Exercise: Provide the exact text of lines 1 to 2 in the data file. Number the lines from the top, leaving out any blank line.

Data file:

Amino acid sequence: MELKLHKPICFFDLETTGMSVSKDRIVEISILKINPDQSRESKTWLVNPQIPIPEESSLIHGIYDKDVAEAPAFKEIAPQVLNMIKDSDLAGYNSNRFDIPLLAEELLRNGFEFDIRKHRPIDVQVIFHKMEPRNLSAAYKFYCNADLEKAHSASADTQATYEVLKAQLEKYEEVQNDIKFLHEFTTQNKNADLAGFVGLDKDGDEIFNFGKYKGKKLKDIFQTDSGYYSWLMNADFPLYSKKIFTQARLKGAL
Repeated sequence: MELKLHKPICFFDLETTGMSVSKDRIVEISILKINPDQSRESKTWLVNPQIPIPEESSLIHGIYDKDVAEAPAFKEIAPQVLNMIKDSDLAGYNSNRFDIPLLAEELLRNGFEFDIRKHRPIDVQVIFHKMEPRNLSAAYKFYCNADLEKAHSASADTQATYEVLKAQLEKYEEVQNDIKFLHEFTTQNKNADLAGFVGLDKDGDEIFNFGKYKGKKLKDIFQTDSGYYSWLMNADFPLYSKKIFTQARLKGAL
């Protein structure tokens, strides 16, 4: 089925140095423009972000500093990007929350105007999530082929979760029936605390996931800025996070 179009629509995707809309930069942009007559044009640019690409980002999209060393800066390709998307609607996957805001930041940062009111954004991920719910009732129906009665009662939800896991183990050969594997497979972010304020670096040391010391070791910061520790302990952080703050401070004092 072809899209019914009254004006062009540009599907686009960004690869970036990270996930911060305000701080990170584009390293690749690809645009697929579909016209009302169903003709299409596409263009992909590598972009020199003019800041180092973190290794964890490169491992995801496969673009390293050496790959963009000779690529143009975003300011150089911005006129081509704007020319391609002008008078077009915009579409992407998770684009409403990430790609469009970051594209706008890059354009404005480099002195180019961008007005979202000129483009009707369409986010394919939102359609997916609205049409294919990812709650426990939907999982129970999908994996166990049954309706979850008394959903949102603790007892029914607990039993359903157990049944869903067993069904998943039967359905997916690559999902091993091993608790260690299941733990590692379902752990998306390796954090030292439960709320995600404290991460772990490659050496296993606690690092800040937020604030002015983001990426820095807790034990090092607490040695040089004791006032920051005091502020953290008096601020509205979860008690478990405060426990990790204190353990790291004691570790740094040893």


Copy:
Amino acid sequence: MELKLHKPICFFDLETTGMSVSKDRIVEISILKINPDQSRESKTWLVNPQIPIPEESSLIHGIYDKDVAEAPAFKEIAPQVLNMIKDSDLAGYNSNRFDIPLLAEELLRNGFEFDIRKHRPIDVQVIFHKMEPRNLSAAYKFYCNADLEKAHSASADTQATYEVLKAQLEKYEEVQNDIKFLHEFTTQNKNADLAGFVGLDKDGDEIFNFGKYKGKKLKDIFQTDSGYYSWLMNADFPLYSKKIFTQARLKGAL
Repeated sequence: MELKLHKPICFFDLETTGMSVSKDRIVEISILKINPDQSRESKTWLVNPQIPIPEESSLIHGIYDKDVAEAPAFKEIAPQVLNMIKDSDLAGYNSNRFDIPLLAEELLRNGFEFDIRKHRPIDVQVIFHKMEPRNLSAAYKFYCNADLEKAHSASADTQATYEVLKAQLEKYEEVQNDIKFLHEFTTQNKNADLAGFVGLDKDGDEIFNFGKYKGKKLKDIFQTDSGYYSWLMNADFPLYSKKIFTQARLKGAL